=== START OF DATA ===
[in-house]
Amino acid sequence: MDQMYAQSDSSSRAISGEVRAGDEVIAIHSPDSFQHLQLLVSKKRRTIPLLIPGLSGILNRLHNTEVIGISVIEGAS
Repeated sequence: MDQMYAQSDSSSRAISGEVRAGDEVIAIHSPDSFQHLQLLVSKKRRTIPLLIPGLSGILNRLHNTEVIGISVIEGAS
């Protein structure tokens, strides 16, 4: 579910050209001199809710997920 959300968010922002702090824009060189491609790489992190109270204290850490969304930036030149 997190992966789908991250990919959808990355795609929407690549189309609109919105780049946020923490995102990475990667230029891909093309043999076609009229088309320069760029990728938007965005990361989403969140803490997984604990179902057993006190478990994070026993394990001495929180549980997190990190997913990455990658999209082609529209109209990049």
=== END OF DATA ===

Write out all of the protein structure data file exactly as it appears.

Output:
[in-house]
Amino acid sequence: MDQMYAQSDSSSRAISGEVRAGDEVIAIHSPDSFQHLQLLVSKKRRTIPLLIPGLSGILNRLHNTEVIGISVIEGAS
Repeated sequence: MDQMYAQSDSSSRAISGEVRAGDEVIAIHSPDSFQHLQLLVSKKRRTIPLLIPGLSGILNRLHNTEVIGISVIEGAS
């Protein structure tokens, strides 16, 4: 579910050209001199809710997920 959300968010922002702090824009060189491609790489992190109270204290850490969304930036030149 997190992966789908991250990919959808990355795609929407690549189309609109919105780049946020923490995102990475990667230029891909093309043999076609009229088309320069760029990728938007965005990361989403969140803490997984604990179902057993006190478990994070026993394990001495929180549980997190990190997913990455990658999209082609529209109209990049």